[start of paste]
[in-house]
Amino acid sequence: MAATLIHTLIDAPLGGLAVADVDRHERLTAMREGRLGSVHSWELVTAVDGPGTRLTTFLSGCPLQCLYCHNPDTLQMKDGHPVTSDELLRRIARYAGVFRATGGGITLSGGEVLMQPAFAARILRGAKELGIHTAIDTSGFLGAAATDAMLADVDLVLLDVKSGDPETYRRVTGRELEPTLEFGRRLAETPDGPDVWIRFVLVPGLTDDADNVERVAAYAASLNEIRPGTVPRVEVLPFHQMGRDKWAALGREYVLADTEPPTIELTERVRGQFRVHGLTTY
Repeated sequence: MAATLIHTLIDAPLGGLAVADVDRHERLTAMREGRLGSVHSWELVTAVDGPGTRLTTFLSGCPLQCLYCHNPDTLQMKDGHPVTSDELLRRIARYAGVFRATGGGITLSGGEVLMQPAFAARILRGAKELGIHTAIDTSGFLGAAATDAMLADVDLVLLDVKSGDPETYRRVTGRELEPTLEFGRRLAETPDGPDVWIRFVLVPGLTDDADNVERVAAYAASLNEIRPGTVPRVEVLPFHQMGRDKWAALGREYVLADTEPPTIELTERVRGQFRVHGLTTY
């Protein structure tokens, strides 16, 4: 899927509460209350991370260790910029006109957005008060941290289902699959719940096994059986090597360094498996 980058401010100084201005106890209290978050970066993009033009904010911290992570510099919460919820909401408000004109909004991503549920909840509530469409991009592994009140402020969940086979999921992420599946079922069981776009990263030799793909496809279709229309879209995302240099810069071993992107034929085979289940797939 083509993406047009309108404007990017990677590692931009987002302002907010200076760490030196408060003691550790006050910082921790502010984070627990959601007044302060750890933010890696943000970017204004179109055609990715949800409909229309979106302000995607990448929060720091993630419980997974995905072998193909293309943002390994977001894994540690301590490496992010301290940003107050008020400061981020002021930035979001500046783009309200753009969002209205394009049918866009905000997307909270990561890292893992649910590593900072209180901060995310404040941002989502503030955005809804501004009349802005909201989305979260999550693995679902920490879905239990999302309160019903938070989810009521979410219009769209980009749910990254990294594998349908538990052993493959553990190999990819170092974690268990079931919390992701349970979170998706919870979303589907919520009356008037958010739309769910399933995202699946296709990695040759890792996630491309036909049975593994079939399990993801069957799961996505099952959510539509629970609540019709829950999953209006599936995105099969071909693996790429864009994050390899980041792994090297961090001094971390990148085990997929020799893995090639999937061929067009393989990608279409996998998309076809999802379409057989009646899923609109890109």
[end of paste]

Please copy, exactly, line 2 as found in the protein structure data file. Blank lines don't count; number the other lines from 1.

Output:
Amino acid sequence: MAATLIHTLIDAPLGGLAVADVDRHERLTAMREGRLGSVHSWELVTAVDGPGTRLTTFLSGCPLQCLYCHNPDTLQMKDGHPVTSDELLRRIARYAGVFRATGGGITLSGGEVLMQPAFAARILRGAKELGIHTAIDTSGFLGAAATDAMLADVDLVLLDVKSGDPETYRRVTGRELEPTLEFGRRLAETPDGPDVWIRFVLVPGLTDDADNVERVAAYAASLNEIRPGTVPRVEVLPFHQMGRDKWAALGREYVLADTEPPTIELTERVRGQFRVHGLTTY